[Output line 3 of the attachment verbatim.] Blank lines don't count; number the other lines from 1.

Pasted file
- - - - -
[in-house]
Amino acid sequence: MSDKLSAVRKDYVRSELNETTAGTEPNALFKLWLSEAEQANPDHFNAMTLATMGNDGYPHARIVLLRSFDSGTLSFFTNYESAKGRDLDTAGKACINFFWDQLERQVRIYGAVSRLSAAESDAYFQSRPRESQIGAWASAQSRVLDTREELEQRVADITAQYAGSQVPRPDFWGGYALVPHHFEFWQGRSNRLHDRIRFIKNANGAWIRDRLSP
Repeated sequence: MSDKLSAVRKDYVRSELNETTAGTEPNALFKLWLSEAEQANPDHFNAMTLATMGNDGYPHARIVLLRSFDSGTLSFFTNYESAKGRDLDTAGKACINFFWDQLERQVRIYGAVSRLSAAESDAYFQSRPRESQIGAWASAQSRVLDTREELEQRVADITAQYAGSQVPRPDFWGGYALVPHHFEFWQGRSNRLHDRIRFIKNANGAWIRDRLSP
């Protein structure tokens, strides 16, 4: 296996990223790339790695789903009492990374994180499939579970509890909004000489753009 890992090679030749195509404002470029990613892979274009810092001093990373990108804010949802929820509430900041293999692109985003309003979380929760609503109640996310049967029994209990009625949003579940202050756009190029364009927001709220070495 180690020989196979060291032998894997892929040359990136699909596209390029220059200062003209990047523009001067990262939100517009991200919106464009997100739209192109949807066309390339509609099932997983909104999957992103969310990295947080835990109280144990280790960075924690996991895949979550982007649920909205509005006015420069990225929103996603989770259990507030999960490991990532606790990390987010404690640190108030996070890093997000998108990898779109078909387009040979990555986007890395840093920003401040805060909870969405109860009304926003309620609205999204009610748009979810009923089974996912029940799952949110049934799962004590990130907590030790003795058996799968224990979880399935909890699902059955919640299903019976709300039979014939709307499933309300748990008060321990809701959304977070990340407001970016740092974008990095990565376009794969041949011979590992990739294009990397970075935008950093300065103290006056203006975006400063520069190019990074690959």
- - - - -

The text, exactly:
Repeated sequence: MSDKLSAVRKDYVRSELNETTAGTEPNALFKLWLSEAEQANPDHFNAMTLATMGNDGYPHARIVLLRSFDSGTLSFFTNYESAKGRDLDTAGKACINFFWDQLERQVRIYGAVSRLSAAESDAYFQSRPRESQIGAWASAQSRVLDTREELEQRVADITAQYAGSQVPRPDFWGGYALVPHHFEFWQGRSNRLHDRIRFIKNANGAWIRDRLSP